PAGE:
Robert W. “Bob” Lucky, a communications pioneer and prolific technology writer, died on 10 March at the age of 86.
As an engineer, Lucky conducted pioneering research at AT&T Bell Labs in Holmdel, N.J., for more than 30 years. While there, he made important contributions to data communications, including the invention of the automatic adaptive equalizer, a device that corrects the distortion of a telephone channel and enables modems to transmit data more quickly.
He was an active IEEE volunteer who served as vice president of IEEE’s Publication Services and Products Board and as president of the IEEE Communications Society. He was editor of several IEEE journals including Proceedings of the IEEE.
From 1982 to 2019 he wrote a bimonthly column, Reflections, for IEEE Spectrum, in which he told stories and shared his perspective on the engineering field as well as technology trends and milestones.
“I had the honor of being Bob’s last editor at the magazine,” says Stephen Cass, senior editor at IEEESpectrum. “Apart from the qualities most beloved by editors, he always delivered his copy on time and with the right number of words! Bob was a true pleasure to work with.”
A MEMORABLE CAREER
Lucky received bachelor’s and master’s degrees in electrical engineering from Purdue University, in West Lafayette, Ind., in 1957 and 1959. After earning a Ph.D. in EE from the university in 1961, he joined Bell Labs as a communications engineer. His first assignment was working on the T1 system, which could transmit up to 24 telephone calls simultaneously over a single copper transmission line.
In 1964 he invented the automatic adaptive equalizer, which is still used in modems today.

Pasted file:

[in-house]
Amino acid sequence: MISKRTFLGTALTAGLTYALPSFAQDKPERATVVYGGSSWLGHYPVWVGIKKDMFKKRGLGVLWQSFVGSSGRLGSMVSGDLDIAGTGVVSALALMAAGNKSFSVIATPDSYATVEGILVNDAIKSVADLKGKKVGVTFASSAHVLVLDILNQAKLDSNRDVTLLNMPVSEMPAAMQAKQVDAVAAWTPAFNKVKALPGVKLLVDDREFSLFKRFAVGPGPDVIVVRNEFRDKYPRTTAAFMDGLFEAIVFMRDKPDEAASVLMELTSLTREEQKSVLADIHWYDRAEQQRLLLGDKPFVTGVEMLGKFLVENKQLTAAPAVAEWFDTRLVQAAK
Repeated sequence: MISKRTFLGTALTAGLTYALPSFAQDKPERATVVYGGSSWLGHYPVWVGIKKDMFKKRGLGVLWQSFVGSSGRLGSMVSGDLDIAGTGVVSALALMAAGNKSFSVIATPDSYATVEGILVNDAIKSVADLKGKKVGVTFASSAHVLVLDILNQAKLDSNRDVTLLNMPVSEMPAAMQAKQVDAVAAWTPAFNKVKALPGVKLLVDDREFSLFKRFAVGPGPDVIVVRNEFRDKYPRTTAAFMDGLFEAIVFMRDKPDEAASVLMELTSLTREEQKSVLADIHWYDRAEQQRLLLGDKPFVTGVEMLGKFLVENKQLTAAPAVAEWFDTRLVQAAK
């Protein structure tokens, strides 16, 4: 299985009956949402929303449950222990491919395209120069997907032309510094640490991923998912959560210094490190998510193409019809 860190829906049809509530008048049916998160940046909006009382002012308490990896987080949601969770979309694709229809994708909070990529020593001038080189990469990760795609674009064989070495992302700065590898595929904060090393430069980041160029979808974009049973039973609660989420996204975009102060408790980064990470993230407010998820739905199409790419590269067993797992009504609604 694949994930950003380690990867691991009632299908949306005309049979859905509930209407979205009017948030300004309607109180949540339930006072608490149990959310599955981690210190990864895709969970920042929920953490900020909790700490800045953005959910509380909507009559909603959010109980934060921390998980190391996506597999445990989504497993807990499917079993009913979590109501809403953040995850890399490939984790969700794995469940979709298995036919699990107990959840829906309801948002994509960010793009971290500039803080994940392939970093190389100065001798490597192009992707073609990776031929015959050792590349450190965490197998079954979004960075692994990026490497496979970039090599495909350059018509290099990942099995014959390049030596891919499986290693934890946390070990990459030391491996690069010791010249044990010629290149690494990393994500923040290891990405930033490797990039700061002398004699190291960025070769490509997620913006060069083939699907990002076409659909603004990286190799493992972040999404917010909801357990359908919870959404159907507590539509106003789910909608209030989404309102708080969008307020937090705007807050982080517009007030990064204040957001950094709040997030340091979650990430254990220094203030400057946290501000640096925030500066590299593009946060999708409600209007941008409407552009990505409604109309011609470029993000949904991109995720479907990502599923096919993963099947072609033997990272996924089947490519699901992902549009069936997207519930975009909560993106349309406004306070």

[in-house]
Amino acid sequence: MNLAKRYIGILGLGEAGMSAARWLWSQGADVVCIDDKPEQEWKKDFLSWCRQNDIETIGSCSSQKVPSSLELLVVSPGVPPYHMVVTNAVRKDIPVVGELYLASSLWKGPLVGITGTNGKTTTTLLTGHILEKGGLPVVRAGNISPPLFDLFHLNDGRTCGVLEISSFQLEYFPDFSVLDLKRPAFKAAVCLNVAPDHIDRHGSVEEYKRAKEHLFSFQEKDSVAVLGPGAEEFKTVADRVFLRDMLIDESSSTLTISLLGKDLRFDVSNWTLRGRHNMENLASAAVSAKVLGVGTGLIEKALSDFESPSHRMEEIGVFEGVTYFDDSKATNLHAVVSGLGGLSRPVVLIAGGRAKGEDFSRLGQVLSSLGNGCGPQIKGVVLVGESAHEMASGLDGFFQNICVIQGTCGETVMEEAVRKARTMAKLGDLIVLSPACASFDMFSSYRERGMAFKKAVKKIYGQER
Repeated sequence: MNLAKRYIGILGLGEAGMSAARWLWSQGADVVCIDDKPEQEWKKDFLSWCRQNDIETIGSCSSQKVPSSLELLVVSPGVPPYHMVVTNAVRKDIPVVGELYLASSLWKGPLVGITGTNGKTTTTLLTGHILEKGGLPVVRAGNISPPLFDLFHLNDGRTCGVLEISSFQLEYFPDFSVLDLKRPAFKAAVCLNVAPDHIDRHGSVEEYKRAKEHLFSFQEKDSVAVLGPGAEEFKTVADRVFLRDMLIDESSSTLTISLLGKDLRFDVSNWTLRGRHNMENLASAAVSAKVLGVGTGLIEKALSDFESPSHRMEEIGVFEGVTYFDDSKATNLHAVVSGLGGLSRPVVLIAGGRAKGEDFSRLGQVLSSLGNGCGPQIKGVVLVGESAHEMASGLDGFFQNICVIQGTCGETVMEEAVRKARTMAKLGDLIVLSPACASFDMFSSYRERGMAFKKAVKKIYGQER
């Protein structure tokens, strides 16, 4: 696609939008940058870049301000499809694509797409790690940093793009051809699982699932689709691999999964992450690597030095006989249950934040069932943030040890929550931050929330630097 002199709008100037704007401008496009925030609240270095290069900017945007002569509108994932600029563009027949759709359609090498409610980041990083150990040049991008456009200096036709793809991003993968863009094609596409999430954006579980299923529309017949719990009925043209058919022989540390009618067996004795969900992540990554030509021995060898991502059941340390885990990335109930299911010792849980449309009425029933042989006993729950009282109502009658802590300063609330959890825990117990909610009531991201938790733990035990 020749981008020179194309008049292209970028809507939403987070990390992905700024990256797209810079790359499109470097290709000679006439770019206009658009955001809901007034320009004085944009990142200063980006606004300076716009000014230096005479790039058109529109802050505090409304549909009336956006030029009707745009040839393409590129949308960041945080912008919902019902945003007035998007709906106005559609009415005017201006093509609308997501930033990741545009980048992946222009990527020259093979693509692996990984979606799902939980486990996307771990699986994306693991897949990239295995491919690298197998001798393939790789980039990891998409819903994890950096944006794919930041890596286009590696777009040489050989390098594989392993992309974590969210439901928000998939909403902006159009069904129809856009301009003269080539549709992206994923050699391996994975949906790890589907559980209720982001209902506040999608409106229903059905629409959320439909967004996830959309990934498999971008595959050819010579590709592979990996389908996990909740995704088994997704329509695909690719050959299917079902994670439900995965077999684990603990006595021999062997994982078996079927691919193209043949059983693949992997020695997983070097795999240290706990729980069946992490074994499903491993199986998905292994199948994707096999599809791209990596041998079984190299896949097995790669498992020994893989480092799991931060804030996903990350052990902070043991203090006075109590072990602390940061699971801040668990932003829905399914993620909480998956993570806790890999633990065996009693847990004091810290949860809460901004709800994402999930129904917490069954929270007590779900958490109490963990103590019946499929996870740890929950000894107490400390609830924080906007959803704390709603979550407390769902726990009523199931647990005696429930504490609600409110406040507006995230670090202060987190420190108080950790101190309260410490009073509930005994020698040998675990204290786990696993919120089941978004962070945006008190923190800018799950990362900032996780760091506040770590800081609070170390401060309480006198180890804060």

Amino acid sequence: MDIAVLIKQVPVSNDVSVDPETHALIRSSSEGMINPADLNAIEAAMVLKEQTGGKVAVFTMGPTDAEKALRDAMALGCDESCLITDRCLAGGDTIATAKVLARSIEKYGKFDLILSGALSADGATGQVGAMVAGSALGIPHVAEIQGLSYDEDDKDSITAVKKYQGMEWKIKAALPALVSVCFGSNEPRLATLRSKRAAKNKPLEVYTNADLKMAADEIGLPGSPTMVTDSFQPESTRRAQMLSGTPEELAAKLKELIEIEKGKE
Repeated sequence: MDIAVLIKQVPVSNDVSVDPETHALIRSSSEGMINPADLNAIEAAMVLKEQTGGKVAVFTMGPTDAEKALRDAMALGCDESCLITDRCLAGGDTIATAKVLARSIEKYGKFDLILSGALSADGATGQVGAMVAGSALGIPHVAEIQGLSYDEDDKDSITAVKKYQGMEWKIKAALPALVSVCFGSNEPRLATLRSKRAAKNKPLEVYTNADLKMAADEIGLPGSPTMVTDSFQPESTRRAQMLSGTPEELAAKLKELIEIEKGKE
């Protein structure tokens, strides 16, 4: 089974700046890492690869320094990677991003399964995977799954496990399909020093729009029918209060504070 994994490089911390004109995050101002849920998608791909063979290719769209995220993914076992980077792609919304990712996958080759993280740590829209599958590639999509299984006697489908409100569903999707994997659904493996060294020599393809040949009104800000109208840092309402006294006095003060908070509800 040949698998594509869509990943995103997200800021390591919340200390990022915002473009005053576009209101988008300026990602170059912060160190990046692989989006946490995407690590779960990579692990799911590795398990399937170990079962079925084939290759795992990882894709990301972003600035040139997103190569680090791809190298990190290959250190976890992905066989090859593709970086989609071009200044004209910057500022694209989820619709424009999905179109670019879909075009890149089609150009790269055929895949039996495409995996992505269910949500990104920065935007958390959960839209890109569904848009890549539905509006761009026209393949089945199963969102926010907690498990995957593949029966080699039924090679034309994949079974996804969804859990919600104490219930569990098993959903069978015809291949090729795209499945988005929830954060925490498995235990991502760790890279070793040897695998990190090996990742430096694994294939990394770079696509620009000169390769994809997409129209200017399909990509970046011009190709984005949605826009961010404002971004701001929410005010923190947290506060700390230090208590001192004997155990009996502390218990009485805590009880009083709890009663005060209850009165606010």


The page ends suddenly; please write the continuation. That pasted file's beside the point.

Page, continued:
“When I joined Bell Labs in 1961, the highest modem speeds were 2,400 bits per second,” Lucky said in a 1999 oral history interview with the IEEE History Center. “When I invented the adaptive equalizer, it enabled a speed of 9,600 bits per second.”
In the late 1970s, he conducted research on digital switching. He spent his last decade at Bell Labs serving as executive director of the communications sciences research division.
During his retirement, he served on boards of organizations including the Defense Science Board. The board, composed of former senior military and government officials as well as industry and academic leaders, develops technology solutions for the U.S. Department of Defense.
Lucky was also a member of the Laboratory Operations Board of the U.S. Department of Energy and a member of the advisory board of TTI/Vanguard, an organization of professionals that explores potentially disruptive technologies. Lucky served as chairman of ANSER, a defense research organization in Falls Church, Va.
He was elected chair of the Fort Monmouth Economic Revitalization Authority, which was created to guide the investment, growth, and integration of the former U.S. Army base at the fort, which is in Monmouth County, N.J.
A LASTING LEGACY
Lucky was an invited lecturer at nearly 100 universities. He was a guest on a number of network TV broadcasts including A World of Ideas, where he discussed the impacts of technological advances.